Apple’s new payment system is igniting interest across the payment industry, but it’s important to note that it doesn’t represent a major change over the legacy payment process.
Bitcoin, even as it suffers another price slump, is disruptive — particularly from the perspective of merchants. When it comes to accepting electronic payments, they have a number of pain points. The two biggest ones are paying acceptance fees and fighting chargebacks.
- Acceptance fees are charged by a number of players in the payments value chain, from payment processors to banks. For credit cards the fees hover around 2-3% of the value of a transaction. The fees have sparked litigation from retailers against the card networks who set the fees. Apple Pay feeds off this system, in essence adding another intermediary. Bitcoin does away with middle-men.
- Chargebacks occur when a cardholder successfully disputes a charge. Fighting chargebacks is an expensive process for retailers and many opt to take the loss rather than deal with the hassle. Apple Pay is still subject to chargebacks, since it’s still a credit- or debit-card mediated payment.
Though still nascent, BI Intelligence notes in our Bitcoin report that a Bitcoin-based payments system promises to solve these problems. It’s comparatively inexpensive for a merchant to accept Bitcoin payments even if they use a third-party processor like BitPay or Coinbase to process transactions. Bitcoin transactions are also irreversible. Once the transaction is completed the merchant possesses the money. So for businesses that experience lots of “friendly fraud” — when a customer buys something and then claims falsely that they never recieved it — Bitcoin is appealing.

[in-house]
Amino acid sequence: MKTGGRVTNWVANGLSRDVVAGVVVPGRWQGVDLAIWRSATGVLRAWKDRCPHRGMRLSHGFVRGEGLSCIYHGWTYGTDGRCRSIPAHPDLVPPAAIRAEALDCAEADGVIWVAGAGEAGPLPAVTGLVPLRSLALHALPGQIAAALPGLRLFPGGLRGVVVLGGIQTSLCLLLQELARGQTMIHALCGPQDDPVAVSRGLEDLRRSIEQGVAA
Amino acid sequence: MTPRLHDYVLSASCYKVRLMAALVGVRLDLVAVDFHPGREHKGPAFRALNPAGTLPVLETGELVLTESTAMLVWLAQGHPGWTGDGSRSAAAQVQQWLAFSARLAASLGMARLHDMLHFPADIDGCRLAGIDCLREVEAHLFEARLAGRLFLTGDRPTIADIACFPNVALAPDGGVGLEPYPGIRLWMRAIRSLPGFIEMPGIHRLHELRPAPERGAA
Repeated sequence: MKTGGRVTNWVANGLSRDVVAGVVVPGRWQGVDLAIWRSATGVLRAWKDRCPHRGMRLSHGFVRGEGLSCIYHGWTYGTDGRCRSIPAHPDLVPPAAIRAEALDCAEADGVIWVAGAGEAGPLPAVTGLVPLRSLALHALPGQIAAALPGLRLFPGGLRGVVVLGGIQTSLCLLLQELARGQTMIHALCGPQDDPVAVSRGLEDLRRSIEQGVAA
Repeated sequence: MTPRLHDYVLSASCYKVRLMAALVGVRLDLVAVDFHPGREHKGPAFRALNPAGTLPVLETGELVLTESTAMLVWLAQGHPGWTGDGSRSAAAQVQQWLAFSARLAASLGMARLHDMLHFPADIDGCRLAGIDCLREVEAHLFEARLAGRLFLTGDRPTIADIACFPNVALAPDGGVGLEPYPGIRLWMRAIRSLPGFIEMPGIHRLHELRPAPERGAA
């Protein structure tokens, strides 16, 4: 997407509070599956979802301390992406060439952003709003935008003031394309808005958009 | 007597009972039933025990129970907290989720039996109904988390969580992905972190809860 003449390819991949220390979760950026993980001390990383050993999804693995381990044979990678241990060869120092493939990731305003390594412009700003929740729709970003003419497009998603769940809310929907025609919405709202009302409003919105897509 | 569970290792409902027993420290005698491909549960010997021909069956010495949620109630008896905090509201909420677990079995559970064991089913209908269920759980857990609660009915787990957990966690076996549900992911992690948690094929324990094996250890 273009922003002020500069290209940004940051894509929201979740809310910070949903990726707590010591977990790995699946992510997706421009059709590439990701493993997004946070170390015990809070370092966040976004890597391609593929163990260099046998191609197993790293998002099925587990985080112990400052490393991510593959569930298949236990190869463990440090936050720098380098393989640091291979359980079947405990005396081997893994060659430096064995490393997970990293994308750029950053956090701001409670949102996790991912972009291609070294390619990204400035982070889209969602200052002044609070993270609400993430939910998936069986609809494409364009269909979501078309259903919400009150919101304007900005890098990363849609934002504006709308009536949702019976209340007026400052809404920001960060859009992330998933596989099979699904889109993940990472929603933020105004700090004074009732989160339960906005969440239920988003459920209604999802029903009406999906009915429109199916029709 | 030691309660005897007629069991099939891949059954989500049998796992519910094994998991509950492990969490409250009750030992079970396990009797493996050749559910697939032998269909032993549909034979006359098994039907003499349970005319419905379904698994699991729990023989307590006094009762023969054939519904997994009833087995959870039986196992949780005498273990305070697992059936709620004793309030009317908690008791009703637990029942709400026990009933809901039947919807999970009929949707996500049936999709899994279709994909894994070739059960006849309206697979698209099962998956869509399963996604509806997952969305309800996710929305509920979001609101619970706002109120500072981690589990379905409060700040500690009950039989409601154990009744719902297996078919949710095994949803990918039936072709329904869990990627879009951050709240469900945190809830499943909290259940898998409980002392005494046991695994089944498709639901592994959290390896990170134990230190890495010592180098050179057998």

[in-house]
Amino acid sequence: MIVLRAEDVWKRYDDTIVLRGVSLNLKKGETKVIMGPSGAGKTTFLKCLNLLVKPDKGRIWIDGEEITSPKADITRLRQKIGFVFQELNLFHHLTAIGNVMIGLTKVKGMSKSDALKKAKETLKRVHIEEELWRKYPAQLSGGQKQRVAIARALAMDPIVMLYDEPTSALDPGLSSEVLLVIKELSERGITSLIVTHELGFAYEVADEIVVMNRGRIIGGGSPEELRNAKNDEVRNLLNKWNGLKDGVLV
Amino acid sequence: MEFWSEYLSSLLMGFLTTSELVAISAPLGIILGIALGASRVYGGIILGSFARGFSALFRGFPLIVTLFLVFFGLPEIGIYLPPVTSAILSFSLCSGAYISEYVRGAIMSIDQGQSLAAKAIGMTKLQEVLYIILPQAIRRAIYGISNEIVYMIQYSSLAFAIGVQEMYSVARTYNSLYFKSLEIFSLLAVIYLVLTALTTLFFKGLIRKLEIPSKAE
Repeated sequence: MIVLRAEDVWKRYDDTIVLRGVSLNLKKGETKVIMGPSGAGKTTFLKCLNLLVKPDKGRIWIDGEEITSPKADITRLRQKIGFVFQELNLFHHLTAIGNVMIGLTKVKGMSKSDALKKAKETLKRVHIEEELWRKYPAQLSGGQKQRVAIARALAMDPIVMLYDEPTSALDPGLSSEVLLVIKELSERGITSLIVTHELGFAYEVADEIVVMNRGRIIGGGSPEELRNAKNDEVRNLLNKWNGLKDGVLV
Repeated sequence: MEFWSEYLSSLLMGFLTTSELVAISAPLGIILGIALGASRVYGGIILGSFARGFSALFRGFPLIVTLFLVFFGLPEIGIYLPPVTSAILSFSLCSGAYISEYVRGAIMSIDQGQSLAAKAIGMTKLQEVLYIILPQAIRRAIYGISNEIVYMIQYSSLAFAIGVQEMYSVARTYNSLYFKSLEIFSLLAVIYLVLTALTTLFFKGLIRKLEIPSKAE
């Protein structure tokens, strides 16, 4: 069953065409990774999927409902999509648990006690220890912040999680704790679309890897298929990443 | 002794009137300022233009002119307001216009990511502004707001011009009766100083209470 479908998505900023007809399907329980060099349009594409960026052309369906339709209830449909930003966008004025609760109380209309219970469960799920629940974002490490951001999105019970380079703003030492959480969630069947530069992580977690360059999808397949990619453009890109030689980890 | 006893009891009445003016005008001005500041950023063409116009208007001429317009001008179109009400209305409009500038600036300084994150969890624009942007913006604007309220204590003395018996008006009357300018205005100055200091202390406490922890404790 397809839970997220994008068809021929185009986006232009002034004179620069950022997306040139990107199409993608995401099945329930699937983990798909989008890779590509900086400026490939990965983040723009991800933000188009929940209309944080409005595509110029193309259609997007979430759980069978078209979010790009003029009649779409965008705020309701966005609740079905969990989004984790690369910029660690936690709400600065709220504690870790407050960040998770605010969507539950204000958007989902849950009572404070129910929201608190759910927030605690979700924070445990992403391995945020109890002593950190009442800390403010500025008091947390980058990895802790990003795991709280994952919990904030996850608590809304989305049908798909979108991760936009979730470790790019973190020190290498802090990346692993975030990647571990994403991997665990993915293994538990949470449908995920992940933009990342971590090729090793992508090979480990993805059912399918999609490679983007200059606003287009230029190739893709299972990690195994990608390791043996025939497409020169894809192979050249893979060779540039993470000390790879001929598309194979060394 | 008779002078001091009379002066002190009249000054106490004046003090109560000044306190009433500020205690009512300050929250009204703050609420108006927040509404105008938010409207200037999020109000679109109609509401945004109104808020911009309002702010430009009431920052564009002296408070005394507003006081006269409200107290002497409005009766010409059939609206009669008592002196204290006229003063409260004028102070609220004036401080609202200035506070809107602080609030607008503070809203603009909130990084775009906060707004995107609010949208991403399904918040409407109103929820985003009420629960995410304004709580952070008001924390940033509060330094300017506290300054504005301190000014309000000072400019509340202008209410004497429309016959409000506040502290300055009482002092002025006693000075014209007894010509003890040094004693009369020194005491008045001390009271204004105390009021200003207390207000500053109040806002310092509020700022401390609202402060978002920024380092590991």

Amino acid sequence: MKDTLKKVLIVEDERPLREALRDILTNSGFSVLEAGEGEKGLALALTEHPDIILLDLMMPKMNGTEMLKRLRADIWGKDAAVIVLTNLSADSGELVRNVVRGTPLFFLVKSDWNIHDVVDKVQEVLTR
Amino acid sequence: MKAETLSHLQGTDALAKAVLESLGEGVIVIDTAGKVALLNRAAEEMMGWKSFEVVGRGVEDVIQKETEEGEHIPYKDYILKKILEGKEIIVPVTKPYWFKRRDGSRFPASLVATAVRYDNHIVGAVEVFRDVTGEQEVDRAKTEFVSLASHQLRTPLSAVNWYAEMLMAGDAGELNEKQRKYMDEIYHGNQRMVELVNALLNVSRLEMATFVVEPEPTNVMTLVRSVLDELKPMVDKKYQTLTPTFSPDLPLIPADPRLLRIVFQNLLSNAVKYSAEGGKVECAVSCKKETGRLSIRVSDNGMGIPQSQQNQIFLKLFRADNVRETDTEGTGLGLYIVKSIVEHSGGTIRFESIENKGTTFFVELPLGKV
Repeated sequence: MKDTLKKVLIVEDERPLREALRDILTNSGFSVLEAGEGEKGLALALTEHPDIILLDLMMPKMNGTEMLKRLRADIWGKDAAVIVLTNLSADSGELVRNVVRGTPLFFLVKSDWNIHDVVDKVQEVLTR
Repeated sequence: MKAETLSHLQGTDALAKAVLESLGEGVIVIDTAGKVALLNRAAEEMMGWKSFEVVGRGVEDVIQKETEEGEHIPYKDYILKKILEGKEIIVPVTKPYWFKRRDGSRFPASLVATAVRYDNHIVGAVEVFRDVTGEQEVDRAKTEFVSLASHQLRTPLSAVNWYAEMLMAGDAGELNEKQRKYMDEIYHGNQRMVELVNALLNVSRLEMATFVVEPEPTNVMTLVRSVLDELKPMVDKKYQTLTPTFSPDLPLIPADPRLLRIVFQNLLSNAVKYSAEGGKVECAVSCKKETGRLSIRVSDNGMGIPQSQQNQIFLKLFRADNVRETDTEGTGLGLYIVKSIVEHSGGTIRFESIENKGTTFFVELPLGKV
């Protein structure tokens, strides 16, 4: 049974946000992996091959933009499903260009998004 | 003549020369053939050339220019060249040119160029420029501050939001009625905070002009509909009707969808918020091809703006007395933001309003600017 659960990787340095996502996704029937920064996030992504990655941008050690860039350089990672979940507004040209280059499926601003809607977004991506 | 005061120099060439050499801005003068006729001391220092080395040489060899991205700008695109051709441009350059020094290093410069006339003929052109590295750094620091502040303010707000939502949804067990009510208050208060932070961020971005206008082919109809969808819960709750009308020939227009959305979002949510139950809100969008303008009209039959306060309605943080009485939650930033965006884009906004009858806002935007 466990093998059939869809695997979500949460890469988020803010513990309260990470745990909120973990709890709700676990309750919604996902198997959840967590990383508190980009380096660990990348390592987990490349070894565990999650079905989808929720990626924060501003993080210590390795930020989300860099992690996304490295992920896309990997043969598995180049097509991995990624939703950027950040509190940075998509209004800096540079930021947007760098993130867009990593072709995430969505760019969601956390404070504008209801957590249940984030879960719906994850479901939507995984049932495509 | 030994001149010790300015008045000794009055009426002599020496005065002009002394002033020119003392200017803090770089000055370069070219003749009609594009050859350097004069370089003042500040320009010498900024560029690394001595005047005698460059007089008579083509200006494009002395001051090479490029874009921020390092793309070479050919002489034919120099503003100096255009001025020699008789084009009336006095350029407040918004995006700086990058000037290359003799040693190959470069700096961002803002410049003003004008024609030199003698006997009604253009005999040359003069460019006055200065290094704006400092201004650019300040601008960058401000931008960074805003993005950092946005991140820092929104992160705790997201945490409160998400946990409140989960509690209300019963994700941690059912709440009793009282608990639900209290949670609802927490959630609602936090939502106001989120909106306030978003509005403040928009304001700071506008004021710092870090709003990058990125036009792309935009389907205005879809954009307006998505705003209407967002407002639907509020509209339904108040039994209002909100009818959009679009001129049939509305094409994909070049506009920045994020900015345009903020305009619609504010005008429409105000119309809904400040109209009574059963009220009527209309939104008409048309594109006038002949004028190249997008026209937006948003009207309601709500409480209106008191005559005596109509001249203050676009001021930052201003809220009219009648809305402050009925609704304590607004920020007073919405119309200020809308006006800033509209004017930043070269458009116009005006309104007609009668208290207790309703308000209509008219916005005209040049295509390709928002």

In the full report from BI Intelligence we give a high level explanation of how Bitcoin works, whether it has the potential to disrupt the legacy payments system, and explain the obstacles Bitcoin will have to overcome to become a force in payments.
Here are some of the key elements from the report:
- Bitcoin’s greatest value is as a global payments network — not as a currency.
- In a nutshell, Bitcoin allows for the simple and secure transfer of value online. There are many players in the Bitcoin ecosystem that help to make this happen, including Bitcoin exchanges, Bitcoin wallets, and miners.
- But the Bitcoin network’s daily average transaction volume stands at around $US89 million globally compared with $US16.5 billion for Visa and $US9.8 billion for MasterCard, meaning it has a long way to go to make any real dent in the current payments system.
- Bitcoin also faces other significant threats including fraud and regulation. And right now, much power is concentrated among a small group of miners, which opens Bitcoin up to further vulnerabilities.
- Despite the barriers, we believe the efficiency and low cost of Bitcoin in comparison to legacy payments tools — including credit cards, money transfer services, and letters of credit — will ultimately prove too tempting for merchants, individuals, and business-to-business applications to resist.
In full, the report:
- Examines the problems Bitcoin was created to solve and the elegant solutions it provides that have clear advantages over the current payments system.
- Gives an insider’s view of Bitcoin with exclusive interviews from Bitcoin Investment Trust Founder Barry Silbert and BitPay’s Vice President of Marketing Stephanie Wargo.
- Explores the open questions surrounding Bitcoin pertaining to security, volatility, and regulation and provides potential answers to these questions.
- Analyses the players in the legacy payments system that Bitcoin has the potential to eliminate if it catches on as a transaction network.